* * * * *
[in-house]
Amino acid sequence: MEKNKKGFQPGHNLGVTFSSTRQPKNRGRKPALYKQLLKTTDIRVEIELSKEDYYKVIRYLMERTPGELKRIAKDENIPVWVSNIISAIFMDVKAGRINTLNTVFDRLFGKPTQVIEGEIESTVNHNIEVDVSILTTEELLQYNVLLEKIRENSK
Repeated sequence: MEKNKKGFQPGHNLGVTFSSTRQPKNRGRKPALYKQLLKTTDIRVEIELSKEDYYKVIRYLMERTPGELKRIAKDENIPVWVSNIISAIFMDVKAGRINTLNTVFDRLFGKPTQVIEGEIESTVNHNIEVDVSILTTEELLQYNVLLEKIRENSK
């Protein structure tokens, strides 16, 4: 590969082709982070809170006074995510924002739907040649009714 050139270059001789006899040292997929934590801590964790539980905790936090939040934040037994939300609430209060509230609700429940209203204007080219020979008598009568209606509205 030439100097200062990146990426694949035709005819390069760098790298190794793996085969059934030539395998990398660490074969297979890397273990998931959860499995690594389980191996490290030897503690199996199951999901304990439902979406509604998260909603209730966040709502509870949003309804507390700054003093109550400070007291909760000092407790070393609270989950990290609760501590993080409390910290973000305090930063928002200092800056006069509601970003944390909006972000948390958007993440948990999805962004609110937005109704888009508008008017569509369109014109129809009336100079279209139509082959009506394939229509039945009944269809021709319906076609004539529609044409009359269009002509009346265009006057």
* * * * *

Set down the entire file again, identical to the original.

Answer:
[in-house]
Amino acid sequence: MEKNKKGFQPGHNLGVTFSSTRQPKNRGRKPALYKQLLKTTDIRVEIELSKEDYYKVIRYLMERTPGELKRIAKDENIPVWVSNIISAIFMDVKAGRINTLNTVFDRLFGKPTQVIEGEIESTVNHNIEVDVSILTTEELLQYNVLLEKIRENSK
Repeated sequence: MEKNKKGFQPGHNLGVTFSSTRQPKNRGRKPALYKQLLKTTDIRVEIELSKEDYYKVIRYLMERTPGELKRIAKDENIPVWVSNIISAIFMDVKAGRINTLNTVFDRLFGKPTQVIEGEIESTVNHNIEVDVSILTTEELLQYNVLLEKIRENSK
């Protein structure tokens, strides 16, 4: 590969082709982070809170006074995510924002739907040649009714 050139270059001789006899040292997929934590801590964790539980905790936090939040934040037994939300609430209060509230609700429940209203204007080219020979008598009568209606509205 030439100097200062990146990426694949035709005819390069760098790298190794793996085969059934030539395998990398660490074969297979890397273990998931959860499995690594389980191996490290030897503690199996199951999901304990439902979406509604998260909603209730966040709502509870949003309804507390700054003093109550400070007291909760000092407790070393609270989950990290609760501590993080409390910290973000305090930063928002200092800056006069509601970003944390909006972000948390958007993440948990999805962004609110937005109704888009508008008017569509369109014109129809009336100079279209139509082959009506394939229509039945009944269809021709319906076609004539529609044409009359269009002509009346265009006057």